lotus wrote:What about all that crap with Ashton Kutcher and Demi Moore at Iowa? Did anybody ever get busted for that stuff? They were using those two as their personal recruiting team for every sport out there, weren't they?
Nationally, Jim Tressel is the Wizard of Oz. He isn’t great and powerful anymore, outside the state capital. He’s just the sweater-vested man behind the curtain.
It’s no fun writing that. We need more genuine wizards coaching college kids, not less. Coaches who really are role models, whose deeds match their words. Whose impact on a young man’s life exceeds his ability to help the kid get a job playing sports for lots of money.
To many, that described Jim Tressel. To some, it still does. Maybe, they’re still right. Even if it doesn’t square with present perception. Tressel is the guy who has given millions to hospitals and libraries. He’s also the guy who lied to the NCAA and his employer.
Tressel is the coach who has written two books: The Winner’s Manual; and Life Promises For Success: Promises From God on Achieving Your Best.
Tressel is also the coach currently responsible for dragging Ohio State’s reputation through the ooze.
Believe what you want about The Vest’s image as a do-righter. Some of us who have hacked our way through lengthy sports writing careers have learned to temper our personal judgment of coaches based on our limited, professional relationships with them.
I have no idea if Tressel is as pure and humble as his admirers suggest. Or as phony as his detractors claim. I just see a guy who lied to the NCAA and his school, and a school that faces a crisis of conscience because of it.
Mostly, Tressel is the man with the .828 winning percentage, whose team hasn’t lost to the school Up North for 2,712 days (the running, daily tally courtesy of the Columbus Dispatch), who makes the athletic department large piles of cash.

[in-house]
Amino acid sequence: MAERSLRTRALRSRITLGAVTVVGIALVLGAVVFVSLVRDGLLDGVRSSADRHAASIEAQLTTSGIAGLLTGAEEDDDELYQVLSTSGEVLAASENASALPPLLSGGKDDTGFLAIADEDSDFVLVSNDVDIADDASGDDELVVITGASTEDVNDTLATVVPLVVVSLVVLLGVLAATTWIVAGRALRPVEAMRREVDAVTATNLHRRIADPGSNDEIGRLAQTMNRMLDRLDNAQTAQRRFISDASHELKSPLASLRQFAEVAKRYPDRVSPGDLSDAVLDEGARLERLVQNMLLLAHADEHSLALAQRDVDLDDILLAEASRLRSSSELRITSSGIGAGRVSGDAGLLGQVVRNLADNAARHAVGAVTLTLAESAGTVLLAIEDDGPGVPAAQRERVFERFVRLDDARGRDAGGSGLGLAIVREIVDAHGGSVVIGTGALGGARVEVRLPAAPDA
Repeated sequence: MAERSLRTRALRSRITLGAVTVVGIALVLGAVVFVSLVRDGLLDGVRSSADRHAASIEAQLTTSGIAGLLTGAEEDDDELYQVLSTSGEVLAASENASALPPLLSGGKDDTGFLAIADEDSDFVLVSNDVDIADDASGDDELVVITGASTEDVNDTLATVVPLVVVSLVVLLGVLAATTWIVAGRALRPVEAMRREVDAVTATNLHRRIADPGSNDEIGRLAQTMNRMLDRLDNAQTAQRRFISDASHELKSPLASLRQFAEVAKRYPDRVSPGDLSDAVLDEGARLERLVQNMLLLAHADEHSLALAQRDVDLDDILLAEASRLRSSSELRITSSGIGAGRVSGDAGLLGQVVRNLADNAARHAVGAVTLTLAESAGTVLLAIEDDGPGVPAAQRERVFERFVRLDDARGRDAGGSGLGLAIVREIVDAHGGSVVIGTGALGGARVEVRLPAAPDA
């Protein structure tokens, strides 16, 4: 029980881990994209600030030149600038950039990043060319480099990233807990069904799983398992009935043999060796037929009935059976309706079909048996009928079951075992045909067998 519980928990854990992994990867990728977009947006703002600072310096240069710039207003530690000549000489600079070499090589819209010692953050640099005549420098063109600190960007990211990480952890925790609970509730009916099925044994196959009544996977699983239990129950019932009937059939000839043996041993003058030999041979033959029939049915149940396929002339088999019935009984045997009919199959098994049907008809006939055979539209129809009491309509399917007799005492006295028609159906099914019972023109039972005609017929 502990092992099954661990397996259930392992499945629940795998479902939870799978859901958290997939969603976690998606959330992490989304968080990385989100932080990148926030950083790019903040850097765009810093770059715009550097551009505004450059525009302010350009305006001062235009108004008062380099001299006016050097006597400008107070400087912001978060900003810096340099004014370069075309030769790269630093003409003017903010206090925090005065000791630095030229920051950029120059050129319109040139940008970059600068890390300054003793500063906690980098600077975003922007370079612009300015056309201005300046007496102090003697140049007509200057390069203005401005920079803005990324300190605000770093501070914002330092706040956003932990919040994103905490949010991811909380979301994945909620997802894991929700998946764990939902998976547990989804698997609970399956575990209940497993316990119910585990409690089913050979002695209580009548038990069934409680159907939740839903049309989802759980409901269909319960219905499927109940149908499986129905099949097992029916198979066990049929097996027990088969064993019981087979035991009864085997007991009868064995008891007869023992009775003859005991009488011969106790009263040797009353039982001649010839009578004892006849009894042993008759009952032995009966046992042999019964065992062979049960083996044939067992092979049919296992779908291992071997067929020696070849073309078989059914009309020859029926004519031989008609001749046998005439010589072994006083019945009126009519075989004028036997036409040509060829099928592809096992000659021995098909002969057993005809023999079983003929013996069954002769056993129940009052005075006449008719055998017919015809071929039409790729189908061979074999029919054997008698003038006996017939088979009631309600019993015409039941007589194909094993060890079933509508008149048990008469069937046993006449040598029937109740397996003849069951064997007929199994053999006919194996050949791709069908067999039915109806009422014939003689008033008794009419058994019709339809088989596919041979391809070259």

This last fact seems to carry the most weight. If it were just up to the thickwallet boosters, alums and other peddlers of influence, any and all Tressel discussion would center on who Ohio State’s quarterback will be the first five games next fall.
Instead, the NCAA has sent a Notice of Allegations to the university. Tressel will appear in August before the Committee on Infractions. Worst case scenario: The NCAA could vacate all of OSU’s wins last year except the Sugar Bowl, and it could prevent the Buckeyes from playing in either the Big 10 title game or a bowl game.
It’s not even about that, though. Ohio State always will win lots of football games. Ohio-bred Urban Meyer would be a fine replacement for Tressel. The machine is bigger than any of its cogs.
The question The Ohio State University needs to be pondering is this: At what point does its soul matter more than its football coach’s ability to beat Michigan?
What’s occurring now in Columbus is classic athletics-versus-academics. Coaching tower versus ivory tower. To pretend this doesn’t happen everywhere is to ignore what’s real in big-time quasi-amateur sports. And nowhere is it bigger than at Ohio State.
Ironically, this is exactly the issue Ohio State president E. Gordon Gee addressed eight years ago, when as president at Vanderbilt, he eliminated the school’s athletic department. “Sports can no longer be its own fiefdom,’’ Gee said then.
When someone asked Gee at a press conference in March if he’d consider firing Tressel, Gee said, paraphrasing, “I hope he doesn’t fire me.’’ Ohio State doesn’t want to fire Tressel, because Tressel is too big to fire.
Maybe Tressel has been infected with the sort of hubris that comes to lots of powerful people. When he learned that some of his players were trading memorabilia for tattoos, and that the owner of the tattoo place was under federal investigation, maybe Tressel thought he could bypass the NCAA and the school and do things his way.
After all, wasn’t his way the right way? Hadn’t he written those two books? Wasn’t he Jim Tressel?
So he signed a compliance form last September, assuring the NCAA he knew of no potential rules violations by his players, even when he did. So he didn’t tell anyone at OSU about it, even as he continued to correspond with players and others involved. He figured he was bigger than the rules and the school. He was, well, his own fiefdom.
It doesn’t matter if Tressel believed he was doing it to protect his players. There is no “protect your players’’ clause in the NCAA handbook.
For now, Tressel remains employed and Ohio State is in conscience limbo. There aren’t many real wizards. You have to think there’s one less today.
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